Hobie leads the field in watercraft when it comes to kayaks.  The Mirage Pro Angler is the ultimate fishing machine in that field.  I have had several opportunities to try out this little craft but none under fishing conditions.  That is scheduled to change in a couple of weeks when I attend a press outing sponsored by Hobie and a number of other outdoor recreation companies.

I will be reporting here on my success, or lack of same, with the Hobie Mirage Drive Kayak on Lake Barkley in Kentucky.  In the meantime here are some of the basics of the craft.  The above photo is courtesy of the company and comes from their website.

 Although the Mirage is not exactly a traditioonnal kayak it looks like one above the water line and it is propelled by the patented Hobie MirageDrive drive.  The MirageDrive is just drops into the well and clicks into place.  Fishermen place their feet on the pedals and push to propel the craft with flippers that come up flush with the bottom of the boat to allow for skinny water fishing.  A finger tip rudder control offers hands free steering and still allows for casting to those special spots. 

The hull design is wider (38 inches) and more stable than most kayaks yet is still as light and portable as the smaller boat.  The 13-foot craft has a sculpted hull sporting a double hollowed out area.  Fully rigged the Pro Angler weighs 138 pounds and carries 600 pounds of cargo.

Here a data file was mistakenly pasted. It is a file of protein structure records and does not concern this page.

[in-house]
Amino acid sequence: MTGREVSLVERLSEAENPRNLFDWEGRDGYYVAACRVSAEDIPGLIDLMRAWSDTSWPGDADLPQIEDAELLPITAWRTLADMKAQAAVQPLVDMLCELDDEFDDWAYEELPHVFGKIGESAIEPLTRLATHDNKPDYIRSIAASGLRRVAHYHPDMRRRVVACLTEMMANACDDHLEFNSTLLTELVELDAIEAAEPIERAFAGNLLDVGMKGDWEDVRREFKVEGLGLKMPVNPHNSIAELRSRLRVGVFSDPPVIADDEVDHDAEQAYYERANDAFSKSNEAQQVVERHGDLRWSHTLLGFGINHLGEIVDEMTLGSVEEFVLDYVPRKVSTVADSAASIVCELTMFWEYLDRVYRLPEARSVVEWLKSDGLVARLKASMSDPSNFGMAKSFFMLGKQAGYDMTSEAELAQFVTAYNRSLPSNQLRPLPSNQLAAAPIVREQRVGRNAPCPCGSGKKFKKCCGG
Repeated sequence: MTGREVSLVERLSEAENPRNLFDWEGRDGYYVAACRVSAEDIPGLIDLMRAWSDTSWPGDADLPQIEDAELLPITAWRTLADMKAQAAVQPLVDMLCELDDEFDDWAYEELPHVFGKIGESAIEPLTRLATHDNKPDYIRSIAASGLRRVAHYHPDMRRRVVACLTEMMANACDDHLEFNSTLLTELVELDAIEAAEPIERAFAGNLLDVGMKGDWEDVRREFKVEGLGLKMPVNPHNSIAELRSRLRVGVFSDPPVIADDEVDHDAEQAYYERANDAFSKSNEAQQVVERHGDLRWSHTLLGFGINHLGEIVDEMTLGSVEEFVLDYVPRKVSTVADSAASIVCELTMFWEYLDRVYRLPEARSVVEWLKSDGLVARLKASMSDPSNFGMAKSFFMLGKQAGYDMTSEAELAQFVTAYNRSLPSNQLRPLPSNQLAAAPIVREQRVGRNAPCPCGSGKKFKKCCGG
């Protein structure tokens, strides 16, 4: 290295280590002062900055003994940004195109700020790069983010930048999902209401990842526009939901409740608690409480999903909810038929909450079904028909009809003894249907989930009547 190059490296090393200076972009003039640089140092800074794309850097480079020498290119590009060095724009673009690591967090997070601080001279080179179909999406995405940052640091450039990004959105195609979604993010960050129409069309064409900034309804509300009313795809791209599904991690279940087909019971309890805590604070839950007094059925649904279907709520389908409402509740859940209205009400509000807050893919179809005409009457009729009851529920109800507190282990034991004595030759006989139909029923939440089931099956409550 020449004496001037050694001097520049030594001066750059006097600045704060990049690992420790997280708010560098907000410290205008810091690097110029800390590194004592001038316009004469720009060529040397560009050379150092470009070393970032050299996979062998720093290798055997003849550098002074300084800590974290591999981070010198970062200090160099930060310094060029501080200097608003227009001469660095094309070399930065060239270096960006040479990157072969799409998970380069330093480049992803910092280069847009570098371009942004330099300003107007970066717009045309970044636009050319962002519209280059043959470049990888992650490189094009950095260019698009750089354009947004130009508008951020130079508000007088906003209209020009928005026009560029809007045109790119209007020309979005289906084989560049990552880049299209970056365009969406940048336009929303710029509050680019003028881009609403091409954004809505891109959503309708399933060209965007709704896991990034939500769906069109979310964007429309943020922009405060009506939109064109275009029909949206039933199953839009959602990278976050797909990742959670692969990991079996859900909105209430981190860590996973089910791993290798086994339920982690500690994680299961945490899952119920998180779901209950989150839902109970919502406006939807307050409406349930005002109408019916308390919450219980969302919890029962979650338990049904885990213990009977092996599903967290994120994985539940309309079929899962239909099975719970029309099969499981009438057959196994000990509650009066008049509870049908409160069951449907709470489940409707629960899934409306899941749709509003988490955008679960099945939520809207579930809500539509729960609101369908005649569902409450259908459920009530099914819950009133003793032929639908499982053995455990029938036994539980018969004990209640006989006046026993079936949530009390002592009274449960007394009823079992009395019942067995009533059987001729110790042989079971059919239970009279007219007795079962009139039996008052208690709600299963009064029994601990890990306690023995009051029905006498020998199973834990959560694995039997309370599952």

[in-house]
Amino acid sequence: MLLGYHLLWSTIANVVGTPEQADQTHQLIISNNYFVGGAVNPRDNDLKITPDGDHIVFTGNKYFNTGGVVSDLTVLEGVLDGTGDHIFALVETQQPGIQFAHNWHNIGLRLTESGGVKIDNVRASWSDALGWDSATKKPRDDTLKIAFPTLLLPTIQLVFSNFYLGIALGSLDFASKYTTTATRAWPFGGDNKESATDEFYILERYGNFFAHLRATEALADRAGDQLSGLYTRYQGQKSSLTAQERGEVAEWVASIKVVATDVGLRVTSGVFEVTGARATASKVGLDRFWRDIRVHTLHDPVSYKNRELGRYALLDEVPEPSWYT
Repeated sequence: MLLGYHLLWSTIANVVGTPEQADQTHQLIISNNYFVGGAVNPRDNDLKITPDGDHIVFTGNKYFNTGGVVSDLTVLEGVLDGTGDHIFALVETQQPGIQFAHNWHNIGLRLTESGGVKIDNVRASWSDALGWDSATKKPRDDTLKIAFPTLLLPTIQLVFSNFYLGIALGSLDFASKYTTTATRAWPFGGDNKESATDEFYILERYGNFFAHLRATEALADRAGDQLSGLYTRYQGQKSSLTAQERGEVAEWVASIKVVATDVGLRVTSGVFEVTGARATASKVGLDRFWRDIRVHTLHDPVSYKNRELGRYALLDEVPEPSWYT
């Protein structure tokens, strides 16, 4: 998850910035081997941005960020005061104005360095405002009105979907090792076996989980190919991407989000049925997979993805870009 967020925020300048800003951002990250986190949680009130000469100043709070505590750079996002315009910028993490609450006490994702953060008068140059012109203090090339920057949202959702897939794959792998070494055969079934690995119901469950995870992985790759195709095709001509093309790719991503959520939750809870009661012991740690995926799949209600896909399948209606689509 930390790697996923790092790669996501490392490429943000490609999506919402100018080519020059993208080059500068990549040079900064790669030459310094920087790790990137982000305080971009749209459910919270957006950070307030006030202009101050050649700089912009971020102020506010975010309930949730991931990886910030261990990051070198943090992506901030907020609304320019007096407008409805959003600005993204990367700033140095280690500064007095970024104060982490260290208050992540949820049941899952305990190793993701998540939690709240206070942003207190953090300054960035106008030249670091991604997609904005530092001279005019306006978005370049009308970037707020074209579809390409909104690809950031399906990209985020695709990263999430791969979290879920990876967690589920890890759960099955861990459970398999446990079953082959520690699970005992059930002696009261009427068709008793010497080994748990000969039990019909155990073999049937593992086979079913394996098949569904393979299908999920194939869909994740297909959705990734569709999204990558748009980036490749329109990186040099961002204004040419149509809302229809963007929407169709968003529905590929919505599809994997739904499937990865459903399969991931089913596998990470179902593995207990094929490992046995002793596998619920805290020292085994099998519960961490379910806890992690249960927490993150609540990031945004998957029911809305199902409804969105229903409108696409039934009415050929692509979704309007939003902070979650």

Above the water line the craft has a very comfortable, wide seat with screen type fabric to allow for air flow that keeps ones back and backside cool.  Storage areas fore and aft allow for fishing gear and a small bait box for live bait.  The storage area directly in front of the angler holds a number of clear plastic lure boxes.  It also provides a cutting board for working with live bait. 

On either side of the pedals are mounting boards on the gunnels.  These allow for the mounting of accessories such as fish locators, GPS, lights, down riggers, etc. 

One can carry a lot of gear with the use of Bungee tie-downs.  The optional livewell or cooler can be held in place with them.  The additional below deck storage area is accessed by use of a twist of the handle to open and close a water tight hatch thanks to an o-ring seal.  The hatch is on a hinge so it will not be dropped into the water. 

There is room for six rods stored horizontally as well as vertical rod holders for two more rods.  The vertical rod storage also accommodates a gaff or landing net.  The deck is wide enough and the craft stable enough to actually stand up to cast such as in fly fishing.  The grab rails at mid boat aid in handling the boat to gain access in launching.  But, they also are handy for those wanting to rise to cast once at the fishing location.


Posted 03/21/2011 by Donald Gasaway in Boats, Freshwater Fishing


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  1. I would love to have a kayak to do some shallow water catfishing in but for some reason every time I get in one everything ends up in the water, including me!

  2. I have had similar expereinces with the traditional kayak. I am really looking forward to actually trying this one out in a few weeks. I also have arthritis and getting in and out of a kayak is problematic. This appears to be much more stable on the water. Will let you know what I find out.

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